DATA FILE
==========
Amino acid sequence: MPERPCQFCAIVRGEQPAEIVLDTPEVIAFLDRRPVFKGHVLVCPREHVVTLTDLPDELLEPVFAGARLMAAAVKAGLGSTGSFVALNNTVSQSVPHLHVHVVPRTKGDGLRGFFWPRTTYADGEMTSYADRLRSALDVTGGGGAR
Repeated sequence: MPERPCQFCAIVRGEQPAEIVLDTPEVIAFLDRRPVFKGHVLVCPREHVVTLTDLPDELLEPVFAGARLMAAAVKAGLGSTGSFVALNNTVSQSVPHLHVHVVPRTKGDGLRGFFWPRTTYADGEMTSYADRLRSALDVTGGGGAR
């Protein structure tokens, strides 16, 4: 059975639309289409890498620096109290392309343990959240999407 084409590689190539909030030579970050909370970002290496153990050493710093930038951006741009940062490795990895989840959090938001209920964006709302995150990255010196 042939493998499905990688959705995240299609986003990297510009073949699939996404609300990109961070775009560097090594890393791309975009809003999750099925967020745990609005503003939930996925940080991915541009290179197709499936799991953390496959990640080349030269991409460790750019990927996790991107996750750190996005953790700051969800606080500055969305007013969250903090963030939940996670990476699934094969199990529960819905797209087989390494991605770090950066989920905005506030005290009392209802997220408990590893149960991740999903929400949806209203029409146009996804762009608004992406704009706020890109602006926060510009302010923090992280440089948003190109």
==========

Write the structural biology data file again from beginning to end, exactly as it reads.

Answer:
Amino acid sequence: MPERPCQFCAIVRGEQPAEIVLDTPEVIAFLDRRPVFKGHVLVCPREHVVTLTDLPDELLEPVFAGARLMAAAVKAGLGSTGSFVALNNTVSQSVPHLHVHVVPRTKGDGLRGFFWPRTTYADGEMTSYADRLRSALDVTGGGGAR
Repeated sequence: MPERPCQFCAIVRGEQPAEIVLDTPEVIAFLDRRPVFKGHVLVCPREHVVTLTDLPDELLEPVFAGARLMAAAVKAGLGSTGSFVALNNTVSQSVPHLHVHVVPRTKGDGLRGFFWPRTTYADGEMTSYADRLRSALDVTGGGGAR
């Protein structure tokens, strides 16, 4: 059975639309289409890498620096109290392309343990959240999407 084409590689190539909030030579970050909370970002290496153990050493710093930038951006741009940062490795990895989840959090938001209920964006709302995150990255010196 042939493998499905990688959705995240299609986003990297510009073949699939996404609300990109961070775009560097090594890393791309975009809003999750099925967020745990609005503003939930996925940080991915541009290179197709499936799991953390496959990640080349030269991409460790750019990927996790991107996750750190996005953790700051969800606080500055969305007013969250903090963030939940996670990476699934094969199990529960819905797209087989390494991605770090950066989920905005506030005290009392209802997220408990590893149960991740999903929400949806209203029409146009996804762009608004992406704009706020890109602006926060510009302010923090992280440089948003190109």